[0010] Approaches for solving these problems known in the related art will be discussed briefly below, wherein a distinction is made between hardware-based solutions and software-based solutions.

[0011] A first solution is to supplement the sensor by which the fingerprint is to be captured with integrated or external hardware components. Such known solutions capture, for example, an impedance of the placed fingers, as it is described in more detail in U.S. Pat. No. 5,953,331. Other technical realisations of hardware-based forgery recognition comprise moisture measurement, pulse measurement and pressure measurement.

[0012] Apart from the hardware-based solutions, solutions are known where the data for forgery recognition are evaluated via software. In the software-based forgery recognition there is made a distinction between static and dynamic methods.

[0013] In the static methods only one image is evaluated, usually the one that is also used for recognition. Static software-based forgery recognition method base for example on the evaluation of fingerprint images that exist as bitmap with gray scales. Other software-based static methods evaluate the sebaceous glands visible in the image.

[0014] In the dynamic methods a sequence of consecutive images of the sensor describing the process of placing the finger is used. A dynamic forgery recognition increases the recognition and forgery security of biometric fingerprint systems, where additionally, for example, a movement of the person, a pressure with which the finger is placed, or sweat on the finger are taken into account in the recognition. Other dynamic methods take the respective information for forgery recognition from sequences of finger print images.

[0015] The above-described dynamic software-based solution for forgery recognition, where respective information is extracted from sequences of finger print images for forgery recognition, is based on the large area deformation of the skin and therefore the fingerprint, which is known as “macro elasticity”. The disadvantage of using the macro elasticity is that visible differences between original fingers and forgeries in general can only be recognised when the finger or the forgery are being placed with considerable pressure.

SUMMARY OF THE INVENTION

[0016] It is the object of the present invention to provide an improved method for forgery recognition where it can reliably be distinguished between a real fingerprint and a forged fingerprint without the fingerprint having to be generated under the consideration of certain marginal parameters, such as the contact pressure.

[0017] The present invention is a method for forgery recognition comprising the following steps:

[0018] (a) Capturing an image sequence comprising a plurality of images of the fingerprint to be recognised;

[0019] (b) Forming of at least one differential image from two images of the captured image sequence;

[0020] (c) Capturing a texture in the at least one differential image; and

[0021] (d) Comparing the texture with a predetermined texture to determine whether the captured image sequence comes from a real finger or from an imitation.

[0022] The present invention is based on the knowledge that the movement characteristic visible in a image sequence while placing a finger is caused considerably by the elasticity of the finger, especially the skin. Here the two types of elasticity named below will be distinguished.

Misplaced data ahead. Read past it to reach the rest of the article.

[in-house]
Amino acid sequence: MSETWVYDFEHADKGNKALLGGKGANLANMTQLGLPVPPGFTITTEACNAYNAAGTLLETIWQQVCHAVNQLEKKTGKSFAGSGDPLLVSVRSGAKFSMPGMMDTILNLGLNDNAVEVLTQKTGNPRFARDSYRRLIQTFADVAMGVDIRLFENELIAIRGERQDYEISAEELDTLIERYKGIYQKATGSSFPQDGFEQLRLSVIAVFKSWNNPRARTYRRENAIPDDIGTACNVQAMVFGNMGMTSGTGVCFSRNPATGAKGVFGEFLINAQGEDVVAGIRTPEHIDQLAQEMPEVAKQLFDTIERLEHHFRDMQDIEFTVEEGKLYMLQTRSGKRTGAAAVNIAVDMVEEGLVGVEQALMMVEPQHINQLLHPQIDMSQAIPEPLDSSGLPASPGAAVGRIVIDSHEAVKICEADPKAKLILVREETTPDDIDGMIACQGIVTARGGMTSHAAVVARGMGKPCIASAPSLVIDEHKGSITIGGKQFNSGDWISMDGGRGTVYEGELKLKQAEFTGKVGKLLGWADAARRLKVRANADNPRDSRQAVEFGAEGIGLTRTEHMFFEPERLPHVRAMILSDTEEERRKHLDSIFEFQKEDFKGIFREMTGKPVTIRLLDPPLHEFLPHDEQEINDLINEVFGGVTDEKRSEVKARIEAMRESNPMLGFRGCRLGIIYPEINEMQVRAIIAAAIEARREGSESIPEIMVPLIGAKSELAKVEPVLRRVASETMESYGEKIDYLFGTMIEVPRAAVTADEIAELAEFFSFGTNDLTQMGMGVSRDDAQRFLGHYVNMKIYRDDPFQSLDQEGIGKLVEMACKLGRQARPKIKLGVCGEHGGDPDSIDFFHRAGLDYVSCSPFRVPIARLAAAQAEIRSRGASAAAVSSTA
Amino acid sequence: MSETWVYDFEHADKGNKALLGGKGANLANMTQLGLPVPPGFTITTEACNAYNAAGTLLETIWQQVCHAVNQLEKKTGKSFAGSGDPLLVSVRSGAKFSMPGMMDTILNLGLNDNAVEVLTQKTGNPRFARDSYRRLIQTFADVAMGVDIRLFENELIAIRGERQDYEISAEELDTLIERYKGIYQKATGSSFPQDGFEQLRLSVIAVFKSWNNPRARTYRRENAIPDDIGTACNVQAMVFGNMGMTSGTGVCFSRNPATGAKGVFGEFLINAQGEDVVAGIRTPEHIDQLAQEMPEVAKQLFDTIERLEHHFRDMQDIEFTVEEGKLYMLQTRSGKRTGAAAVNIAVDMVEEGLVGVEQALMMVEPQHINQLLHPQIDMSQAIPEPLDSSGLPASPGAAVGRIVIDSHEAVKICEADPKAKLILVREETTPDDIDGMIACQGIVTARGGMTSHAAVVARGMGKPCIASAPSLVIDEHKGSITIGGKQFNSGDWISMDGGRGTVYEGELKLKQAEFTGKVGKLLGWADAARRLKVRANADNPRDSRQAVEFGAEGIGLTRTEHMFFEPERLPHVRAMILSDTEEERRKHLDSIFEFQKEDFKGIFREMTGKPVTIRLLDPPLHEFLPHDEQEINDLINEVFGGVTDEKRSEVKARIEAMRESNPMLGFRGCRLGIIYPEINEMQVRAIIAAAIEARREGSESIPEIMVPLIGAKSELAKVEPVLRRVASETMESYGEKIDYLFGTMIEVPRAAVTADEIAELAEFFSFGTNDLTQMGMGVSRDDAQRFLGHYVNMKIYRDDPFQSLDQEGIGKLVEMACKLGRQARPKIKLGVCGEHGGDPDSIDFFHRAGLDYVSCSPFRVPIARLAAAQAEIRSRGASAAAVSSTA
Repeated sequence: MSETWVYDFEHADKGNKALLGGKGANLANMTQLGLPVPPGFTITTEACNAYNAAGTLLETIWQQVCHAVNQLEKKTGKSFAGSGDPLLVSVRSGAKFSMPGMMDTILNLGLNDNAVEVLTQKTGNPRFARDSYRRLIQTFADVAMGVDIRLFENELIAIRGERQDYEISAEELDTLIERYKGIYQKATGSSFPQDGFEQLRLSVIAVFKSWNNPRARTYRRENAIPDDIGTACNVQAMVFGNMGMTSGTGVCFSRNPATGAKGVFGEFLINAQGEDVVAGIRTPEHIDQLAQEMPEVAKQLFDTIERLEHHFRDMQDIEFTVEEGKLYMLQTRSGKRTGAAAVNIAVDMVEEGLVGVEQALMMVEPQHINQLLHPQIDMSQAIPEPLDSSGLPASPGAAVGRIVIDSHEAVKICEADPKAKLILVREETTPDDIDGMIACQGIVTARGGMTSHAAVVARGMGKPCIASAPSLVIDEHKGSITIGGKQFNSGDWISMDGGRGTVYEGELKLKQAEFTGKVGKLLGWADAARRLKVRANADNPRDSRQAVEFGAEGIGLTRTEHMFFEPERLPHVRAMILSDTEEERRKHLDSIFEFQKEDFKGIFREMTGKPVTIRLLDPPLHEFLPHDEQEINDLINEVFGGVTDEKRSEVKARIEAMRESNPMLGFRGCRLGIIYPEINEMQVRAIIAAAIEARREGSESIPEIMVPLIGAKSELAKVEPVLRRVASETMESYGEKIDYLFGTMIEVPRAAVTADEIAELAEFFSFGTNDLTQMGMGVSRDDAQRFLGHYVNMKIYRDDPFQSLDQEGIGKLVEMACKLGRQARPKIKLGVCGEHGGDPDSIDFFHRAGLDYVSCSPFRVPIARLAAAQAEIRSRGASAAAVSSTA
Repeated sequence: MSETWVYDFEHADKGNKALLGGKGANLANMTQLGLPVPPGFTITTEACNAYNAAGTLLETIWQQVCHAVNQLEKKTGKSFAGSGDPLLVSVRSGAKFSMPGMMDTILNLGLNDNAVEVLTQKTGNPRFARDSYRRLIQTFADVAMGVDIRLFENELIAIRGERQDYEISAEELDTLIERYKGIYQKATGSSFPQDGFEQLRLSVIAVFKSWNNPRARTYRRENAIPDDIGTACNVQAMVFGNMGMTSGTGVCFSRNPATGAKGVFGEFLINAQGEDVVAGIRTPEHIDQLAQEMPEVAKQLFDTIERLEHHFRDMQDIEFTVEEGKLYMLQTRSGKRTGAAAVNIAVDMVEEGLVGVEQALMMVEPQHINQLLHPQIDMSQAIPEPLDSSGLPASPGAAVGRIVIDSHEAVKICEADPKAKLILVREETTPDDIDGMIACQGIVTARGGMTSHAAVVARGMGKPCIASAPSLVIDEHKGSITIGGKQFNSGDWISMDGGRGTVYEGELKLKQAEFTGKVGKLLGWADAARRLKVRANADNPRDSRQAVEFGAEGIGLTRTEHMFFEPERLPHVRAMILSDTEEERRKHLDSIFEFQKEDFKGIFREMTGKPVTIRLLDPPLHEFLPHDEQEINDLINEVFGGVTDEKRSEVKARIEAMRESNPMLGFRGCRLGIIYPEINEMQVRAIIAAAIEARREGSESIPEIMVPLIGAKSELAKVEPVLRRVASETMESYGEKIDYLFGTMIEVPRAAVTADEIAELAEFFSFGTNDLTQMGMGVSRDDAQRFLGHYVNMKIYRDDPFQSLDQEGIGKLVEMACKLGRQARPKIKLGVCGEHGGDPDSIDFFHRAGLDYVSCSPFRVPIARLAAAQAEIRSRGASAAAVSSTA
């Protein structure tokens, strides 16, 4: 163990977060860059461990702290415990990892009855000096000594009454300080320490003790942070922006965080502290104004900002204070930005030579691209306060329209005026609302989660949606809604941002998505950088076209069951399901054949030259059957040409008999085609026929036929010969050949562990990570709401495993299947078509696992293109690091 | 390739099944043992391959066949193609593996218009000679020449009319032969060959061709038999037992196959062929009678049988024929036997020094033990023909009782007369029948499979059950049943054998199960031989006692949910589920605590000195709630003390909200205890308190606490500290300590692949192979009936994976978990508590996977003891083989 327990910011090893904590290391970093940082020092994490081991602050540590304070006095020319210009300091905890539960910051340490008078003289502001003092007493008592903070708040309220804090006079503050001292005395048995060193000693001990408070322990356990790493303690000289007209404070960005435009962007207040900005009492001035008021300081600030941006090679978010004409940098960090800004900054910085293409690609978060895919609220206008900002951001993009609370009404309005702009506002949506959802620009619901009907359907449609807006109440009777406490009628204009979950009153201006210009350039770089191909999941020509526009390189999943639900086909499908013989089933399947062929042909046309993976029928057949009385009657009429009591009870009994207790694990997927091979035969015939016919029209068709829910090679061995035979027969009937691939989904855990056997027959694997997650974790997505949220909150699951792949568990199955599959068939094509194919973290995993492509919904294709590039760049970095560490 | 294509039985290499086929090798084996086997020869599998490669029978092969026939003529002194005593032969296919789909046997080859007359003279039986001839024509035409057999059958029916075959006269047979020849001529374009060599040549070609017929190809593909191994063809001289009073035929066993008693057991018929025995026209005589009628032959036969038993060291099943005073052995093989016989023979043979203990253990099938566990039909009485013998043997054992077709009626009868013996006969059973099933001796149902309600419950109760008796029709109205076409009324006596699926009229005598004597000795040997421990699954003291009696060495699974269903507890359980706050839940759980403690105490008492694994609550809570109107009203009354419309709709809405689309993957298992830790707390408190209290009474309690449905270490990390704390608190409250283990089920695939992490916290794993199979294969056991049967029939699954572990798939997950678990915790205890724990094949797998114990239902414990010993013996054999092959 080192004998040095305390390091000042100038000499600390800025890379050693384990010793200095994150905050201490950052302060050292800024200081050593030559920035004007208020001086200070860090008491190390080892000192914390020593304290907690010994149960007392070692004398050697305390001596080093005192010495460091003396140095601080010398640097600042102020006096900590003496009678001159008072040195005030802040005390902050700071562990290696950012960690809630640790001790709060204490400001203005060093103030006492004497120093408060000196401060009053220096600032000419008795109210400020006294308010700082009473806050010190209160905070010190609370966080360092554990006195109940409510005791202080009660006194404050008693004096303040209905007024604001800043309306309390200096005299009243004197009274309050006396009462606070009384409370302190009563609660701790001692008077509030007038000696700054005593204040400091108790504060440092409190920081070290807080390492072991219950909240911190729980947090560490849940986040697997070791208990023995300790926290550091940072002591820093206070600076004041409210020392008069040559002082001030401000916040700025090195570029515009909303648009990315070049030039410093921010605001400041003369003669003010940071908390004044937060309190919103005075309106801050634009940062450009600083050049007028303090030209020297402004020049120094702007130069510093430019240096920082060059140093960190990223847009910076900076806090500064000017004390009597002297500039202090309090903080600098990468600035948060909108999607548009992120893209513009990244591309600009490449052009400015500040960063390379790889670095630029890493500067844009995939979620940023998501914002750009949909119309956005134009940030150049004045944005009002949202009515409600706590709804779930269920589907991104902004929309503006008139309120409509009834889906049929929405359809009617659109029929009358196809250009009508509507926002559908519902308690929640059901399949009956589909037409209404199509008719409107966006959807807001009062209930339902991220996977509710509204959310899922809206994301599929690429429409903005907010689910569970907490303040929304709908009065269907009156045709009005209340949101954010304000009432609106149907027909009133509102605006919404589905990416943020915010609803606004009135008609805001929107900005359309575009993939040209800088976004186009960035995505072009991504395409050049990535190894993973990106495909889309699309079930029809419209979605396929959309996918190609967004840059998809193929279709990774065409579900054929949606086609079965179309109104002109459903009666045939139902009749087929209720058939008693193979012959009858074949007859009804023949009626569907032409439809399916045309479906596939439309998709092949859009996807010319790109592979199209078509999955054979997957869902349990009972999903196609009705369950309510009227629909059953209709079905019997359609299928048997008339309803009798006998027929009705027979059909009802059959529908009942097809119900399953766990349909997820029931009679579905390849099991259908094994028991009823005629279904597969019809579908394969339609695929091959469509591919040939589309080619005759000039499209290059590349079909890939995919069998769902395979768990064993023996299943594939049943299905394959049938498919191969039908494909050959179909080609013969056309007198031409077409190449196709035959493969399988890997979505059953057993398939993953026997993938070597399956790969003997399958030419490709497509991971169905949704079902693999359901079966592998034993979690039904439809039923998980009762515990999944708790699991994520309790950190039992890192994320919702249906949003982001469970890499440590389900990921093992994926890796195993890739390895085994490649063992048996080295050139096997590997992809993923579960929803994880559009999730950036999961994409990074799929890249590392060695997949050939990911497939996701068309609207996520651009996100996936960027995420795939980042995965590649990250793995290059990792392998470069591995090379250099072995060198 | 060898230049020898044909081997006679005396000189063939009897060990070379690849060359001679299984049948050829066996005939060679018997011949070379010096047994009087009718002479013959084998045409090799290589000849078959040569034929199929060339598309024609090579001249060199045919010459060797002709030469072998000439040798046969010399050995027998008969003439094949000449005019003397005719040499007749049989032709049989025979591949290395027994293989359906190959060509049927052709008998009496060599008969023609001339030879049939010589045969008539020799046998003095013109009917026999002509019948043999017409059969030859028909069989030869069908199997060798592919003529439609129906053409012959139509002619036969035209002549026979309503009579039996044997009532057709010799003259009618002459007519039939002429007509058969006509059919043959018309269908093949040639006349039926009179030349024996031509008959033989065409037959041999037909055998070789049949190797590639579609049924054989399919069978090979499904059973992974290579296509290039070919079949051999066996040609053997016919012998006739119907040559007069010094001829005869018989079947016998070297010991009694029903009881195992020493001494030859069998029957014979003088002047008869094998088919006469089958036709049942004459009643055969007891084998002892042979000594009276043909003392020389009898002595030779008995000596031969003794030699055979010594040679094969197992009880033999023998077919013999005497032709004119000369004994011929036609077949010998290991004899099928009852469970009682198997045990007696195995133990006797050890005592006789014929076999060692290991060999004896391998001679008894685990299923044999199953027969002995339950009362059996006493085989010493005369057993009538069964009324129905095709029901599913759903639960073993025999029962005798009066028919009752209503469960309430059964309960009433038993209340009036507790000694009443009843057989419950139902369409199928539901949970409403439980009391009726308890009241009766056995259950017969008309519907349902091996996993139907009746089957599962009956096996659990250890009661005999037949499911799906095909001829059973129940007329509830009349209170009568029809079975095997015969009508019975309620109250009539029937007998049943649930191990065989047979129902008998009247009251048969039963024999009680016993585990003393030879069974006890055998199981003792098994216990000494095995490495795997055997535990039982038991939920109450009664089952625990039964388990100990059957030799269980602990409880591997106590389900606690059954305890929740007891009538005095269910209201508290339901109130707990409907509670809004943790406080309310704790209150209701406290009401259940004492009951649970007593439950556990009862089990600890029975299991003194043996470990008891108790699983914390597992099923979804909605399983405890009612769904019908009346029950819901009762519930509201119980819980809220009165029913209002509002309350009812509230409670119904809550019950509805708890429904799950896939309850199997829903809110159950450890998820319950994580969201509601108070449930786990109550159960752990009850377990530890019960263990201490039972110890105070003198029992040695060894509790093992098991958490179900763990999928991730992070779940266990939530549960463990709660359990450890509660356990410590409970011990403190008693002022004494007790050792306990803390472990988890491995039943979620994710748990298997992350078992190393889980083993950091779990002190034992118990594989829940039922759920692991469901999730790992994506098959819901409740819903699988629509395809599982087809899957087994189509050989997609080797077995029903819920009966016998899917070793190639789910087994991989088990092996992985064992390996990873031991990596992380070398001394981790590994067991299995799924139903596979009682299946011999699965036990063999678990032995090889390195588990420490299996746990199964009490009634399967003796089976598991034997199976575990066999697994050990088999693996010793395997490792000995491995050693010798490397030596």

[0023] On the one hand the macro elasticity already mentioned above exists, that describes the large area deformation of the skin and therefore the fingerprint and that is accompanied by the disadvantages mentioned above. On the other hand is the “micro elasticity” describing the deformation of the finger lines in the simple placing of the finger, for example on a sensor unit.

[0024] Original finger and forged finger (“forgery”) differ both in the micro and in the macro elasticity that are both visible in an image sequence of the placing procedure and are analysed by the inventive image-processing algorithm for forgery recognition. In capturing the macro elasticity, for example, a line growth of the finger lines can be captured.

[0025] Visible differences between original fingers and forgeries appear for macro elasticity only when finger or forgery are placed with considerable pressure. To avoid this disadvantage and to make sure that an image sequence is accomplished without participation of the person to be identified, namely only by simply placing the fingers, the present invention has found out that this can be accomplished by an analysis of the micro elasticity.

[0026] The micro elasticity is shown in the changes of the finger lines over time when they are placed. Here it can be seen that the fingerlings of the original finger become both broader and darker when it is placed, which is not the case to the same extent with the forged fingers.

[0027] The advantage of the present invention is based on the fact that examination of the micro elasticity makes it possible to distinguish between image sequences of original fingers and forgeries in a reliable way, since the micro elasticity is a significant feature that is hard to forge.

[0028] According to the present invention a texture classification of gray scale differential images of images of an image sequence consecutive in time is performed. Due to the classification result a forgery can be distinguished from an original.

BRIEF DESCRIPTION OF THE DRAWINGS

[0029] Preferred embodiments of the invention will be discussed in more detail below referring to the accompanying drawings in which

[0030]FIG. 1A is an image sequence that is the basis for the inventive method;

[0031]FIG. 1B is a schematic representation of the sensor unit;

[0032]FIGS. 2A and 2B is a flowchart representing a preferred embodiment of the inventive method;